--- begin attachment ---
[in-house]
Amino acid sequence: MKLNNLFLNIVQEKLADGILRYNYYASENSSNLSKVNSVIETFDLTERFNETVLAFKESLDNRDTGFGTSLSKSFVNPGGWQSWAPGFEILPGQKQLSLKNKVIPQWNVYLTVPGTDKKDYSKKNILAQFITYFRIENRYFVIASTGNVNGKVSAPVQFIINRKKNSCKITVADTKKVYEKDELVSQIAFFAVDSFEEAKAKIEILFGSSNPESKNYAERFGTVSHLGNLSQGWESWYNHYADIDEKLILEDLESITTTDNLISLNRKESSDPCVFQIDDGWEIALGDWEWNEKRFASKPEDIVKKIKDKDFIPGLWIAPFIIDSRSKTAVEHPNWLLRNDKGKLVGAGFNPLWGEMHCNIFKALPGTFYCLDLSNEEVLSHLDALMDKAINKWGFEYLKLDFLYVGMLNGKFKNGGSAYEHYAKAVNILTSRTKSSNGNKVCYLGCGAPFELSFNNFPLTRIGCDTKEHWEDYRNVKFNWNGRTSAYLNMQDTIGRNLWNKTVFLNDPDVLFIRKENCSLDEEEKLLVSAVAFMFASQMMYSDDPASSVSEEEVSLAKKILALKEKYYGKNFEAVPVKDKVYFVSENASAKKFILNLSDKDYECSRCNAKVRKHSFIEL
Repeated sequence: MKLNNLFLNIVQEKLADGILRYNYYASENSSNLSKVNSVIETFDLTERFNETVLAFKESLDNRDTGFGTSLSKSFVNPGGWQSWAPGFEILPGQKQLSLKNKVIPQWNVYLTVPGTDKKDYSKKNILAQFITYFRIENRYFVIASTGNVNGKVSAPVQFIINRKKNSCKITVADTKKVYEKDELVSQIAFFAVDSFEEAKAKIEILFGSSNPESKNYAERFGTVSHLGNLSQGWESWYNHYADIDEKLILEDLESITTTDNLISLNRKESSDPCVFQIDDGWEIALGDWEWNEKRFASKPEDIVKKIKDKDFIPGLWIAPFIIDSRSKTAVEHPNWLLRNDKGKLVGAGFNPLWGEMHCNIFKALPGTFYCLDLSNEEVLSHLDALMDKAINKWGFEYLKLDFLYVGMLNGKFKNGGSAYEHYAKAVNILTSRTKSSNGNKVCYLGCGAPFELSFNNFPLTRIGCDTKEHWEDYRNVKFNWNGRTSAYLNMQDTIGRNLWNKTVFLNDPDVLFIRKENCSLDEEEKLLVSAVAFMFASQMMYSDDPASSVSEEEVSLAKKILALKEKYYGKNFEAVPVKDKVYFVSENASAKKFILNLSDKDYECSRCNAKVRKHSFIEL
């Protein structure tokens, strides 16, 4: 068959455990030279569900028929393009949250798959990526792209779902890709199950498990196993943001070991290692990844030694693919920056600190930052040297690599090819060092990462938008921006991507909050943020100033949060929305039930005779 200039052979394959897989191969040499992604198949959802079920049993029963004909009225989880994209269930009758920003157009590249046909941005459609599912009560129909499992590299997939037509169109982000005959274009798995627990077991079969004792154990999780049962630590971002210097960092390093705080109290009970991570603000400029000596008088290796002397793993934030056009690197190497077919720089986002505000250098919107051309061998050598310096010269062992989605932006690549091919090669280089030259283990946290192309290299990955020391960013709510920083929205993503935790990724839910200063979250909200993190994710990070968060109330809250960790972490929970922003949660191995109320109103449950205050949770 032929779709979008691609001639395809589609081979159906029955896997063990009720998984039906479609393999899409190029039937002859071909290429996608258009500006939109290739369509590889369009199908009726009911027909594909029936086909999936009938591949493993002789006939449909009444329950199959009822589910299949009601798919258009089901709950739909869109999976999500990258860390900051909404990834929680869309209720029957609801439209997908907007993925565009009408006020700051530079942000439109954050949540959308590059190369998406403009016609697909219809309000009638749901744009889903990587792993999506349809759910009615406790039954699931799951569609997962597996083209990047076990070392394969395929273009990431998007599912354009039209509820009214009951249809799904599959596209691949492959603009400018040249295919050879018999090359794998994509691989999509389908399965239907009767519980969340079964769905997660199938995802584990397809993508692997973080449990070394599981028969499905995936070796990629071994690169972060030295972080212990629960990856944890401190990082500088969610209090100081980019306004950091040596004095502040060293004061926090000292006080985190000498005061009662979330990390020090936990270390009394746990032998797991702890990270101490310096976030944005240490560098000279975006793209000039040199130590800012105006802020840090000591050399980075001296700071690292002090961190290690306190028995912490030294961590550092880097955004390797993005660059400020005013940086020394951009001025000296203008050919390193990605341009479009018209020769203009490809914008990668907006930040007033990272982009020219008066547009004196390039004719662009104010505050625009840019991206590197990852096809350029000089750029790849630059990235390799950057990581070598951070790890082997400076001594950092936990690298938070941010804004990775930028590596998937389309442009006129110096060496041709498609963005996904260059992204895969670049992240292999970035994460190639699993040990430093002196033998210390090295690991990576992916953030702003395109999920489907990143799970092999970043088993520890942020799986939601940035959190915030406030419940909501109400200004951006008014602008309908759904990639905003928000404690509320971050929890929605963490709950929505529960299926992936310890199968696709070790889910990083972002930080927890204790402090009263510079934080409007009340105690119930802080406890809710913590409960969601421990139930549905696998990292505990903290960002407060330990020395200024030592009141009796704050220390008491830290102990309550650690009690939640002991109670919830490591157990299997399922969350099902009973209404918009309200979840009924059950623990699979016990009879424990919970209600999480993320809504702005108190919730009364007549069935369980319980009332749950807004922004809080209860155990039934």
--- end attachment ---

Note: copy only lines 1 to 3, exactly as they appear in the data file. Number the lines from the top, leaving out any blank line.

[in-house]
Amino acid sequence: MKLNNLFLNIVQEKLADGILRYNYYASENSSNLSKVNSVIETFDLTERFNETVLAFKESLDNRDTGFGTSLSKSFVNPGGWQSWAPGFEILPGQKQLSLKNKVIPQWNVYLTVPGTDKKDYSKKNILAQFITYFRIENRYFVIASTGNVNGKVSAPVQFIINRKKNSCKITVADTKKVYEKDELVSQIAFFAVDSFEEAKAKIEILFGSSNPESKNYAERFGTVSHLGNLSQGWESWYNHYADIDEKLILEDLESITTTDNLISLNRKESSDPCVFQIDDGWEIALGDWEWNEKRFASKPEDIVKKIKDKDFIPGLWIAPFIIDSRSKTAVEHPNWLLRNDKGKLVGAGFNPLWGEMHCNIFKALPGTFYCLDLSNEEVLSHLDALMDKAINKWGFEYLKLDFLYVGMLNGKFKNGGSAYEHYAKAVNILTSRTKSSNGNKVCYLGCGAPFELSFNNFPLTRIGCDTKEHWEDYRNVKFNWNGRTSAYLNMQDTIGRNLWNKTVFLNDPDVLFIRKENCSLDEEEKLLVSAVAFMFASQMMYSDDPASSVSEEEVSLAKKILALKEKYYGKNFEAVPVKDKVYFVSENASAKKFILNLSDKDYECSRCNAKVRKHSFIEL
Repeated sequence: MKLNNLFLNIVQEKLADGILRYNYYASENSSNLSKVNSVIETFDLTERFNETVLAFKESLDNRDTGFGTSLSKSFVNPGGWQSWAPGFEILPGQKQLSLKNKVIPQWNVYLTVPGTDKKDYSKKNILAQFITYFRIENRYFVIASTGNVNGKVSAPVQFIINRKKNSCKITVADTKKVYEKDELVSQIAFFAVDSFEEAKAKIEILFGSSNPESKNYAERFGTVSHLGNLSQGWESWYNHYADIDEKLILEDLESITTTDNLISLNRKESSDPCVFQIDDGWEIALGDWEWNEKRFASKPEDIVKKIKDKDFIPGLWIAPFIIDSRSKTAVEHPNWLLRNDKGKLVGAGFNPLWGEMHCNIFKALPGTFYCLDLSNEEVLSHLDALMDKAINKWGFEYLKLDFLYVGMLNGKFKNGGSAYEHYAKAVNILTSRTKSSNGNKVCYLGCGAPFELSFNNFPLTRIGCDTKEHWEDYRNVKFNWNGRTSAYLNMQDTIGRNLWNKTVFLNDPDVLFIRKENCSLDEEEKLLVSAVAFMFASQMMYSDDPASSVSEEEVSLAKKILALKEKYYGKNFEAVPVKDKVYFVSENASAKKFILNLSDKDYECSRCNAKVRKHSFIEL